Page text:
Tuttle is given an important letter to deliver and, after adventures that become increasingly mystical, returns to his ship, a twelve-year-old who looks like a middle-aged man.
During his witchcraft trial, Tuttle offers the mysterious letter as his sole evidence. When the prosecutor unseals the never opened document and reads it aloud, what transpires is anything but predictable.
Hazlett’s writing wonderfully captures the prim and proper feel of colonial America. For me, this elevated what would have been an ordinary biography to real story-telling.
“Hellhold” begins benignly enough but turns bleaker and bleaker as it unfolds. If you are disturbed by razor-jawed leeches or severed heads that talk and give directions, proceed with caution.
“The Star Beneath the Staircase” by J.W. Alden
A fairy tale? The story about an abused child who finds salvation in a make-believe world? Or maybe something more. The decision awaits the reader of this 1150-word story about a child who finds comfort in a star.
The motherless child has no source of love, his father shifting between moods when he either locks the child in a closet or beats him. When the star arrives, the beatings still occur, but the star extinguishes the pain.
After several more beatings, the child tricks his father into meeting the star. The encounter is reminiscent of a familiar scene in Close Encounters of the Third Kind, and while certainly open to interpretation, I loved it.
Amazing is Alden’s ability to pack such emotion in so few words. Perhaps most impressive is the way he captures childhood empathy. Through all the abuse, the child could still recognize his father’s pain. The story is written with such heartfelt innocence that it’s impossible to come away unaffected.
“You Would Make An Excellent Dictator” by J.P. Sullivan
With an opening line like, “The career counselor said, ‘you’ve tested completely unfit for participation in civil society. Which is, of course, why we’ve decided to make you a fleet captain’,” you know what you’re in store for. And after this issue’s darker stories, this satirical piece of speculation was more than welcomed.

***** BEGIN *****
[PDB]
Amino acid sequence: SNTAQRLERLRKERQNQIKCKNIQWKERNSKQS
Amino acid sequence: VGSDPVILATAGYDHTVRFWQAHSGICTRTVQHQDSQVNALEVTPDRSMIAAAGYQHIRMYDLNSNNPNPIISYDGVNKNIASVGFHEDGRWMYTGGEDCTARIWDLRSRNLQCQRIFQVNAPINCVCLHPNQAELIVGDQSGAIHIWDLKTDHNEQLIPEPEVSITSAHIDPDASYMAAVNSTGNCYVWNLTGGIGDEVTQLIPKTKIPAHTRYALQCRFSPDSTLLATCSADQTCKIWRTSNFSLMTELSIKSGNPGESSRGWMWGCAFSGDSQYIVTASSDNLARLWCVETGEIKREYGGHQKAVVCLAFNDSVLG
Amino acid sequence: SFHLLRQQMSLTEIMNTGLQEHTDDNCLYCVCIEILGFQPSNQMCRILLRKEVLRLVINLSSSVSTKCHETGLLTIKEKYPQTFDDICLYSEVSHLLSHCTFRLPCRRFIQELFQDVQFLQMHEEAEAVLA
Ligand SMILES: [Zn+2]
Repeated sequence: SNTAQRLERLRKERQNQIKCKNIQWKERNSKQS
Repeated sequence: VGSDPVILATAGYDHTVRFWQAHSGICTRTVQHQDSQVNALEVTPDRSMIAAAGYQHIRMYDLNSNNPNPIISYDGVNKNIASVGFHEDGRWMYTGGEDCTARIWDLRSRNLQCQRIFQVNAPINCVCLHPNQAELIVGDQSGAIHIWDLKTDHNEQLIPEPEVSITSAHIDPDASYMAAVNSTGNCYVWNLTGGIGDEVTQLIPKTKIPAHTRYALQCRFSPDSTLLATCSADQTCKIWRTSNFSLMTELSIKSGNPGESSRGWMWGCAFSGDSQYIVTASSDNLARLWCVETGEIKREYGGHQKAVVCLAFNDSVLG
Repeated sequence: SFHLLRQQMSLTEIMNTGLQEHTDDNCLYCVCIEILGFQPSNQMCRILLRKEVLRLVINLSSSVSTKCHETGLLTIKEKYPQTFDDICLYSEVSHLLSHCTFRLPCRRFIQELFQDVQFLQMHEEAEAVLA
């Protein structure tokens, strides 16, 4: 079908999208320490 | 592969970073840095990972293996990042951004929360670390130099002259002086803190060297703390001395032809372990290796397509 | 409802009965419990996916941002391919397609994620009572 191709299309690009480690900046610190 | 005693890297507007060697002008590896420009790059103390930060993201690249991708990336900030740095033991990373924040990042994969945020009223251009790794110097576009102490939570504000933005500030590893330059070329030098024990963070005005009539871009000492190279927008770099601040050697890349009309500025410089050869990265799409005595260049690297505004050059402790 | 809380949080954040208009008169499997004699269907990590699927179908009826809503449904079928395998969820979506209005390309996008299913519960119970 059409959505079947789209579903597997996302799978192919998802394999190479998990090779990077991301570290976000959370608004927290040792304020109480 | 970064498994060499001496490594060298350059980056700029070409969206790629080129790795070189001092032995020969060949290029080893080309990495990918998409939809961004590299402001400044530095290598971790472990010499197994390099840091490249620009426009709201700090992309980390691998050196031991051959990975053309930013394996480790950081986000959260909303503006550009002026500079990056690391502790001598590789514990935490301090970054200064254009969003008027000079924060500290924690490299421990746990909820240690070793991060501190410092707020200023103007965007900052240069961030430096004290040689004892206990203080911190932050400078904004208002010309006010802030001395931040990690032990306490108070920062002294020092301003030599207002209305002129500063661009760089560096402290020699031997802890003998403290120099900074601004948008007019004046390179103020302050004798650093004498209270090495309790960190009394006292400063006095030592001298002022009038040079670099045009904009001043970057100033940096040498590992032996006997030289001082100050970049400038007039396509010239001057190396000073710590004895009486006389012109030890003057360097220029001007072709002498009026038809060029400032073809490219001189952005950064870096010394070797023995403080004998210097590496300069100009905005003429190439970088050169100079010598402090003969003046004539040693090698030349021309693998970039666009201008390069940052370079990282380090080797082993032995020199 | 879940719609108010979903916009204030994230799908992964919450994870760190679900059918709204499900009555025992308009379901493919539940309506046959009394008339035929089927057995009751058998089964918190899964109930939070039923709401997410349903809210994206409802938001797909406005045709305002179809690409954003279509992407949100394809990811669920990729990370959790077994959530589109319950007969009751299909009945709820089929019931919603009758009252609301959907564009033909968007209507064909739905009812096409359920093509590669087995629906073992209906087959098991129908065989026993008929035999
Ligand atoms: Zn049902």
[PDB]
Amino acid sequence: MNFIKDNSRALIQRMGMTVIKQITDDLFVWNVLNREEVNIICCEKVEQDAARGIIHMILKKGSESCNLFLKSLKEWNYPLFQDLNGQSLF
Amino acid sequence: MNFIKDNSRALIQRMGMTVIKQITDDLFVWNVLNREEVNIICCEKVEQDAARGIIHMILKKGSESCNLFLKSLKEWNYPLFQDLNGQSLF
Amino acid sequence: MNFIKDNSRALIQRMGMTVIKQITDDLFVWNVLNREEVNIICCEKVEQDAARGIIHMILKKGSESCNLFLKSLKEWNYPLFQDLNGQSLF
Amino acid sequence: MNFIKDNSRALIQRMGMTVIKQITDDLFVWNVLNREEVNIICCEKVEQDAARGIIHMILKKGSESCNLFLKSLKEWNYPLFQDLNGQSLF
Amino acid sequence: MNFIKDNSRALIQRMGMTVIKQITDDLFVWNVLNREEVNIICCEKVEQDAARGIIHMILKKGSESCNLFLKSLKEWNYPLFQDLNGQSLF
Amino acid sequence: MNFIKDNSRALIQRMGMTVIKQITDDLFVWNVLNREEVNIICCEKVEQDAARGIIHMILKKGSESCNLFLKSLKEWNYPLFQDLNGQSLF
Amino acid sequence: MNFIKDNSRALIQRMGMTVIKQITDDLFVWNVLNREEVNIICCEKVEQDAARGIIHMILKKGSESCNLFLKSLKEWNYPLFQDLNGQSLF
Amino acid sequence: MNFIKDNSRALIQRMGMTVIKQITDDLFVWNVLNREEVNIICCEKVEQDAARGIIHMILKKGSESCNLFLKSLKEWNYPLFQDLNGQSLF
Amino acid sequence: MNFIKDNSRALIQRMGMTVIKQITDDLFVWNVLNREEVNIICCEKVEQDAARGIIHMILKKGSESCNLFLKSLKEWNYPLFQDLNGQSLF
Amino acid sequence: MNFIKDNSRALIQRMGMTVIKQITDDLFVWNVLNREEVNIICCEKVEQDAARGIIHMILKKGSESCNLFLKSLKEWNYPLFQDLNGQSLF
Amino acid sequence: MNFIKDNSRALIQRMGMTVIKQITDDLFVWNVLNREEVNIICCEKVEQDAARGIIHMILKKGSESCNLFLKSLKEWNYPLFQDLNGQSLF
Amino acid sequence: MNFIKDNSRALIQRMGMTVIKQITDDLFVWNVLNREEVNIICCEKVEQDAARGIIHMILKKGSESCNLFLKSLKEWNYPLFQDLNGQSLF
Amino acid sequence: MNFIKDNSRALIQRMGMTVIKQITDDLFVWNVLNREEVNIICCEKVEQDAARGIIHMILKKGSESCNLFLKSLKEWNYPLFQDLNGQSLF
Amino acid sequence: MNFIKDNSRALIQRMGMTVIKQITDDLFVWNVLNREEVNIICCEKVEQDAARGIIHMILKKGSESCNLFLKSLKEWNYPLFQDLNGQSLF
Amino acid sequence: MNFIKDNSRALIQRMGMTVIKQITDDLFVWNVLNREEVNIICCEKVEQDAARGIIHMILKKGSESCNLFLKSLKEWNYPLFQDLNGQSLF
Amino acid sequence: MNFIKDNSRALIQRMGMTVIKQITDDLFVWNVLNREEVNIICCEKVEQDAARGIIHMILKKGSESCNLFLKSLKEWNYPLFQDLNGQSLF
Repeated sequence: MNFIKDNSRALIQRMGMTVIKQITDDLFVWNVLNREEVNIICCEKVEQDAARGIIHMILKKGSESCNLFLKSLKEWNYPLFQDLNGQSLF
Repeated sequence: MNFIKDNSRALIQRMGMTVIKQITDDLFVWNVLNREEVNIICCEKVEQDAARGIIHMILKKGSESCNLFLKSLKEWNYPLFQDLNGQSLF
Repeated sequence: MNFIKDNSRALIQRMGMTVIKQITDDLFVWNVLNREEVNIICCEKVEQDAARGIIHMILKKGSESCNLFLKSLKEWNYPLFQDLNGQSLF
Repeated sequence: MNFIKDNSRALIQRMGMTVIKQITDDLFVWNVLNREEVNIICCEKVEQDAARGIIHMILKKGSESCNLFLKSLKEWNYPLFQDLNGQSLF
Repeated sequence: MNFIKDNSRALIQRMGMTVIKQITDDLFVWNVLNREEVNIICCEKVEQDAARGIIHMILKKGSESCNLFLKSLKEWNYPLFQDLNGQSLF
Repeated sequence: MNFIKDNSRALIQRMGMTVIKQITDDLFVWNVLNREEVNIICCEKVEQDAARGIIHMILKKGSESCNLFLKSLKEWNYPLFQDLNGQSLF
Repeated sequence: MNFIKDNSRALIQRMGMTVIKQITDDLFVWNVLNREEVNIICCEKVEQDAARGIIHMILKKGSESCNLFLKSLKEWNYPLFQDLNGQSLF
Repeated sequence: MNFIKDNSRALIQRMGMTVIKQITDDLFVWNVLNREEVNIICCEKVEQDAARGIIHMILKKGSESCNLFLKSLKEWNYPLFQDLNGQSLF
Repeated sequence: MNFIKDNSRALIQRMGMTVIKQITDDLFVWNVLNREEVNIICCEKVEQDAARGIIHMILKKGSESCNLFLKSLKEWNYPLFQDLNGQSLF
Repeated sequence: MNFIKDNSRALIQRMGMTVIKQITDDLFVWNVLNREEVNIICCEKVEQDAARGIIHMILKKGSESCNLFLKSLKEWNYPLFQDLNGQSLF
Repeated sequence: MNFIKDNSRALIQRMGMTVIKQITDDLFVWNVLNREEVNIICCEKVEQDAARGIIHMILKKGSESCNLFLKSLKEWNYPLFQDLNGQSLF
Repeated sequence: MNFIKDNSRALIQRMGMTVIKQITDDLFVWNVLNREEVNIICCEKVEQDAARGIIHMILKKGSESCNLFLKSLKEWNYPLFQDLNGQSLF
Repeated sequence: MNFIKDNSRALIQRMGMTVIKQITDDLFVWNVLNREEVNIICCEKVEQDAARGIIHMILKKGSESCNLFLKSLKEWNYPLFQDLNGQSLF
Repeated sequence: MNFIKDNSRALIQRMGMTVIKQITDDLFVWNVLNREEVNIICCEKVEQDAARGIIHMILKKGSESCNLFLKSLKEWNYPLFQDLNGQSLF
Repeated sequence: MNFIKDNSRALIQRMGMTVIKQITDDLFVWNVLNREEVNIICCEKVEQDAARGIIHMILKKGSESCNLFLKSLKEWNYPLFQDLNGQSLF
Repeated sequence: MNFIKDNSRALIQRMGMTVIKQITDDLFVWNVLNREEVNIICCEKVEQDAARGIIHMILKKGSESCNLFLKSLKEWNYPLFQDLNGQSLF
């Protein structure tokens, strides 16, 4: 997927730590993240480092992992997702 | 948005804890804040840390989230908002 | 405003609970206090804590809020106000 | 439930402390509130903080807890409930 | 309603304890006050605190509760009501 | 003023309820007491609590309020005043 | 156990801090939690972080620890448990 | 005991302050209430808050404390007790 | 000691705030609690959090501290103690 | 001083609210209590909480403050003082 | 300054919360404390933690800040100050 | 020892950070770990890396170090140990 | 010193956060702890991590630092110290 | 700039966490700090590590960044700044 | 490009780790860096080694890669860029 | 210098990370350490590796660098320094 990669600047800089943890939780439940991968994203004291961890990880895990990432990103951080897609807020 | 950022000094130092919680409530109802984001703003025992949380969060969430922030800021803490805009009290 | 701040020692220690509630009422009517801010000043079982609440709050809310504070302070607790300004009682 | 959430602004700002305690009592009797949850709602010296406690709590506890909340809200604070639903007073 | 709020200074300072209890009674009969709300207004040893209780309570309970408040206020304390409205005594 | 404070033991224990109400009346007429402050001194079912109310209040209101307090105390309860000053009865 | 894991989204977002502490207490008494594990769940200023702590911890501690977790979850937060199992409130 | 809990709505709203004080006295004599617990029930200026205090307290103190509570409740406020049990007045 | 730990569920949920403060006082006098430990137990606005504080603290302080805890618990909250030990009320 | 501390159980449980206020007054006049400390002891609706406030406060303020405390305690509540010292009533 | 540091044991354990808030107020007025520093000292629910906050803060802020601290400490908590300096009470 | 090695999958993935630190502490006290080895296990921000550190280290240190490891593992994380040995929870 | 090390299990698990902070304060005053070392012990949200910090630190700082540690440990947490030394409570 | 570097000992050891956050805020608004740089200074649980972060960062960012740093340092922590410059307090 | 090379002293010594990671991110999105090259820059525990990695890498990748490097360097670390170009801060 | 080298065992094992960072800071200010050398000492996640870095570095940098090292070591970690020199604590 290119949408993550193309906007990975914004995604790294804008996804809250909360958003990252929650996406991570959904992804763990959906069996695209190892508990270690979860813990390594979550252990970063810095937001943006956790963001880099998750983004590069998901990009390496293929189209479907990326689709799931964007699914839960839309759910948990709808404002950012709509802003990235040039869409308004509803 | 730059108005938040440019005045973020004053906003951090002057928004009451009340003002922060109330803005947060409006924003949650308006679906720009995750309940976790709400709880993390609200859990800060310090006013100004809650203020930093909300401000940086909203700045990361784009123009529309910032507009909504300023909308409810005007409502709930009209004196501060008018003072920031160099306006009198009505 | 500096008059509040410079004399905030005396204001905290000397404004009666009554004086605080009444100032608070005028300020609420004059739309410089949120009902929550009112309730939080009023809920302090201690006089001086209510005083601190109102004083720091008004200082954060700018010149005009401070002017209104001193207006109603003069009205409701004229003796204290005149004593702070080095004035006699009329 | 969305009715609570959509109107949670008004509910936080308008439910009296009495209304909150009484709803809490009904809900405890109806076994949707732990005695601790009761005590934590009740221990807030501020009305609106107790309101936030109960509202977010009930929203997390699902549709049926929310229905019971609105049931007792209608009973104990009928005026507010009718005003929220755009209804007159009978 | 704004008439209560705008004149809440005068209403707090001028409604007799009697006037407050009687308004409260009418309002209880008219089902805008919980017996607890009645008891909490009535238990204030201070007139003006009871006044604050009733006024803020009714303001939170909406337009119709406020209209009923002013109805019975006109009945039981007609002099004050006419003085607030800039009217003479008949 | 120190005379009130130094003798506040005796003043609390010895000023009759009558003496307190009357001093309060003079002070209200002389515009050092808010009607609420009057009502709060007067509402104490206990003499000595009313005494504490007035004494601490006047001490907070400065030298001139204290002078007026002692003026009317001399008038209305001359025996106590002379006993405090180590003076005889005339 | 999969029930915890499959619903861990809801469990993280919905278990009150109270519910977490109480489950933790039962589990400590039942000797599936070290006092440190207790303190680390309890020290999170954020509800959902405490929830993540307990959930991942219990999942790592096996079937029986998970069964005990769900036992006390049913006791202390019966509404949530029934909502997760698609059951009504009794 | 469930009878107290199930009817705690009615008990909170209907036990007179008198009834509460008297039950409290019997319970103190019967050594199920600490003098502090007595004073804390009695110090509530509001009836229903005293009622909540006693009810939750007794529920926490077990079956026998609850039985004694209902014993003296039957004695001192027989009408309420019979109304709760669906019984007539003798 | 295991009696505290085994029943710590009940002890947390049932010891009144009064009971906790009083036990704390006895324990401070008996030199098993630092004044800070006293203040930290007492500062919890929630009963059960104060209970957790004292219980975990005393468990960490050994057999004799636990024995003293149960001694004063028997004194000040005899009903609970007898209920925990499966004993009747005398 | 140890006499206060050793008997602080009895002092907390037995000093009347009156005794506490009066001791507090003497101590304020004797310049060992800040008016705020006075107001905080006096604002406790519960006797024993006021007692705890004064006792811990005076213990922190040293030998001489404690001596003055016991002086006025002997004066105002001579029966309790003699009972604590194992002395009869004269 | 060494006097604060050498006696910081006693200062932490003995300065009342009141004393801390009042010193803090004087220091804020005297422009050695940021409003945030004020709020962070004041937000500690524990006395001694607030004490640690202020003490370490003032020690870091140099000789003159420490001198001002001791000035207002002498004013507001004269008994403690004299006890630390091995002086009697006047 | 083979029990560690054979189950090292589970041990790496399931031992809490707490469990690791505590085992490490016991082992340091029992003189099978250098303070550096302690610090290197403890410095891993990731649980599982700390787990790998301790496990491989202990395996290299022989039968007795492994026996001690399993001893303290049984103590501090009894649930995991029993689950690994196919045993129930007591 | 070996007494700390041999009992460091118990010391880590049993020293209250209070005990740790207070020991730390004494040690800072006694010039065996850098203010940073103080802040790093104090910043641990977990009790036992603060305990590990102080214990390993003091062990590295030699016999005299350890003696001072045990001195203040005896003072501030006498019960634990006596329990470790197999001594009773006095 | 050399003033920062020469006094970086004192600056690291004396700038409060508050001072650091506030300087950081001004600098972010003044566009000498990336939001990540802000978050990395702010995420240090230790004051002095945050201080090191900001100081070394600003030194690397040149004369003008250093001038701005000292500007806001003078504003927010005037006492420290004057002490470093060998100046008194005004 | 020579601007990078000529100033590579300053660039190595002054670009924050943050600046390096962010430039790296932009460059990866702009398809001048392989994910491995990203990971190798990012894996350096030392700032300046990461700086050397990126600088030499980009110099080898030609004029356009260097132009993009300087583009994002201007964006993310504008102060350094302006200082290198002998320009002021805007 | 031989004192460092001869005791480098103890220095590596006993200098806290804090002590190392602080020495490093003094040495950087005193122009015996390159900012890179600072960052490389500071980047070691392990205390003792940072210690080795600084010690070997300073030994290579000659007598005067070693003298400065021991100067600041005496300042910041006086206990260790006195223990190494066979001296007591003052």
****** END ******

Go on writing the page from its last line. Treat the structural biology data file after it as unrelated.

Summarizing the story is an injustice because it misses so much of the wit, but in a nutshell, it’s about an over-educated buffoon who becomes lord of a planet. It takes time, but of course, he grows into the position.
Interspersed throughout the light-hearted prose is a serious message; When every need is fulfilled, how do members of society keep themselves occupied? In the end, two vastly different approaches are employed, and it appears the good one will win. Surrounded by humor, the message is handled clearly, never with a heavy hand.
“Walking in a Winter Wasteland” by Brennan Harvey
It’s February in San Diego, and at -30 F, it’s only a bit colder than normal. This is the backdrop for this next-ice-age thriller about Brett Lutz, a severely depressed security analyst who hates his job, that of keeping his living dome secure and intact.
One day, a mysterious girl is found outside the dome, frostbitten and nearly dead. For Lutz, her presence unleashes a flood of memories, about the death of his own child and wife five years earlier.
When Lutz sees the frostbitten girl in the infirmary, he immediately recognizes her as his now older daughter, Molly. The next day, without notice or concern, a military unit arrives and whisks Molly away. Thus begins Brett’s quest to find his daughter and supposedly dead wife, Natalie.